8. Lusine, once I verify your information I wi add her name. Thank you for letting me know! It’s not always easy to find all the Armenians in one workplace :)

  9. avatar Random Armenian // August 23, 2012 at 6:18 pm // Reply

    You don’t realize how large that rover is until you see humans next to it for scale.

  10. {To be fair, landing a rover on Mars is more difficult than the moon.}:

    That is debatable. Yes, Mars is quite a bit farther and the atmosphere is much harsher. However, Mars landing was done about 40 years after Lunokhod.

    In early 1970s robotic technology, and technology in general was far less advanced. It takes a lot more ingenuity when technology is less advanced: 40 years in technological advancement is a very, very long time.

    Landing a man on the moon in 1969, on the other hand, was far more of a challenge, because human beings are a fragile and an irreplaceable ‘cargo’.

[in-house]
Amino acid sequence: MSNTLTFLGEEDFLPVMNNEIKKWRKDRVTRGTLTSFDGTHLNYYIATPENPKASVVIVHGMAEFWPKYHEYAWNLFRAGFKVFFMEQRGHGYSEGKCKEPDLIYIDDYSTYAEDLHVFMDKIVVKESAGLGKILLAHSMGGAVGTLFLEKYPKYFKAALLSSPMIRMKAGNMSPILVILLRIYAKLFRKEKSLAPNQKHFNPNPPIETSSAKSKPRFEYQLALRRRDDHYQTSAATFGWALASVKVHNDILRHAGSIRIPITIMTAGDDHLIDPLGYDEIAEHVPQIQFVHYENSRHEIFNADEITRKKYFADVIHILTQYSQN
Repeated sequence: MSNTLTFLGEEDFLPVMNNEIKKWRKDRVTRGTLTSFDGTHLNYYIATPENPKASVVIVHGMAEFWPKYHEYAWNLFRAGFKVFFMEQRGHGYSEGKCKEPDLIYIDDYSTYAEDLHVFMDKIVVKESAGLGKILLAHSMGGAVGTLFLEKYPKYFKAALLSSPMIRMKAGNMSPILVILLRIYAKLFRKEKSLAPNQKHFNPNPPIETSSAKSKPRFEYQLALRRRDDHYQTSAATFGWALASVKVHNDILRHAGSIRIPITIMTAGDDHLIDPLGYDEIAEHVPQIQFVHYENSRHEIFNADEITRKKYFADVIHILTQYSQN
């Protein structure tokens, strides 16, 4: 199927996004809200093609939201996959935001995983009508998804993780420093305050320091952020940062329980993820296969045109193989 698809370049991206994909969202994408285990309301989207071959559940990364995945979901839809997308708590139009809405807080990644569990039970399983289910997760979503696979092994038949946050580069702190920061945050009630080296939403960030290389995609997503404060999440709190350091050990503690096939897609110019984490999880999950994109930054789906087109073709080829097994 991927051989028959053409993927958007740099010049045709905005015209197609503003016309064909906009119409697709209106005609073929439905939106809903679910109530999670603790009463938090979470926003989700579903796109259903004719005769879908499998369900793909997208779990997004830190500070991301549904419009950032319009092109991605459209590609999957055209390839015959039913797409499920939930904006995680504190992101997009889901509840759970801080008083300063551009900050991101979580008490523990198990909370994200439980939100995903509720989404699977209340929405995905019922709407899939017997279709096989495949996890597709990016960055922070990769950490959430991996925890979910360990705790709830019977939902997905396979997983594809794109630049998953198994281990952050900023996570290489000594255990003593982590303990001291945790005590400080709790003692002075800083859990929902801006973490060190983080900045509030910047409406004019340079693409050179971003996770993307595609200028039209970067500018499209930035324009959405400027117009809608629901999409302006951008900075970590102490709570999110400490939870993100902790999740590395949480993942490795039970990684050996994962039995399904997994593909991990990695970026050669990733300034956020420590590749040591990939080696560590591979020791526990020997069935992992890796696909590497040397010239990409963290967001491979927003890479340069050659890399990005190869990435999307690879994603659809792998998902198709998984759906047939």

However, humans have at least one advantage over robots: they can improvise when unexpected situations arise (Apollo 13).

    I give Lunokhod the edge for being a pioneering space exploration robot.
    Also, if you look at the wheels of Curiosity, you can clearly see they were inspired by the ingenious, innovative design of the Lunokhod wheels.

    http://www.businessinsider.com/nasa-curiosity-wheels-morse-code-2012-8

    • avatar Random Armenian // August 24, 2012 at 12:32 pm //

      “That is debatable. Yes, Mars is quite a bit farther and the atmosphere is much harsher. However, Mars landing was done about 40 years after Lunokhod.”